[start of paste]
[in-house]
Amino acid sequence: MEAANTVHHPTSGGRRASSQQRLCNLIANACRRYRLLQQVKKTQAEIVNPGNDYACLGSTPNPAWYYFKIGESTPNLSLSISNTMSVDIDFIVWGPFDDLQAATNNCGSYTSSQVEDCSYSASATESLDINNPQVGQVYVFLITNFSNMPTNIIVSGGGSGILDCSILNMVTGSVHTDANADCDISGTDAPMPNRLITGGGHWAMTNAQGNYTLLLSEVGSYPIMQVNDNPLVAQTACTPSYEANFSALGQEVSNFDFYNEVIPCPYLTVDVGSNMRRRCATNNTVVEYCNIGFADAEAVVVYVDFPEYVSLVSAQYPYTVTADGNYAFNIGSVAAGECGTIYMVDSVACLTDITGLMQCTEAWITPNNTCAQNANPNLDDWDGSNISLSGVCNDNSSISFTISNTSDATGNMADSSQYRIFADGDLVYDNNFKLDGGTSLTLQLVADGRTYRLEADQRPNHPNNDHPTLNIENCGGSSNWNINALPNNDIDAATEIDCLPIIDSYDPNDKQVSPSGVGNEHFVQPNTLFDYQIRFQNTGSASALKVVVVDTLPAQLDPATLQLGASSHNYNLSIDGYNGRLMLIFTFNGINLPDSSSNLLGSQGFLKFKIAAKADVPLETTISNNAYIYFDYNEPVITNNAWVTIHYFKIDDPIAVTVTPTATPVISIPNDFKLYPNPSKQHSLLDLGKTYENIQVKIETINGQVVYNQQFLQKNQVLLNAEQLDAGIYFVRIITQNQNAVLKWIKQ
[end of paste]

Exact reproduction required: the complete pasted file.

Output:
[in-house]
Amino acid sequence: MEAANTVHHPTSGGRRASSQQRLCNLIANACRRYRLLQQVKKTQAEIVNPGNDYACLGSTPNPAWYYFKIGESTPNLSLSISNTMSVDIDFIVWGPFDDLQAATNNCGSYTSSQVEDCSYSASATESLDINNPQVGQVYVFLITNFSNMPTNIIVSGGGSGILDCSILNMVTGSVHTDANADCDISGTDAPMPNRLITGGGHWAMTNAQGNYTLLLSEVGSYPIMQVNDNPLVAQTACTPSYEANFSALGQEVSNFDFYNEVIPCPYLTVDVGSNMRRRCATNNTVVEYCNIGFADAEAVVVYVDFPEYVSLVSAQYPYTVTADGNYAFNIGSVAAGECGTIYMVDSVACLTDITGLMQCTEAWITPNNTCAQNANPNLDDWDGSNISLSGVCNDNSSISFTISNTSDATGNMADSSQYRIFADGDLVYDNNFKLDGGTSLTLQLVADGRTYRLEADQRPNHPNNDHPTLNIENCGGSSNWNINALPNNDIDAATEIDCLPIIDSYDPNDKQVSPSGVGNEHFVQPNTLFDYQIRFQNTGSASALKVVVVDTLPAQLDPATLQLGASSHNYNLSIDGYNGRLMLIFTFNGINLPDSSSNLLGSQGFLKFKIAAKADVPLETTISNNAYIYFDYNEPVITNNAWVTIHYFKIDDPIAVTVTPTATPVISIPNDFKLYPNPSKQHSLLDLGKTYENIQVKIETINGQVVYNQQFLQKNQVLLNAEQLDAGIYFVRIITQNQNAVLKWIKQ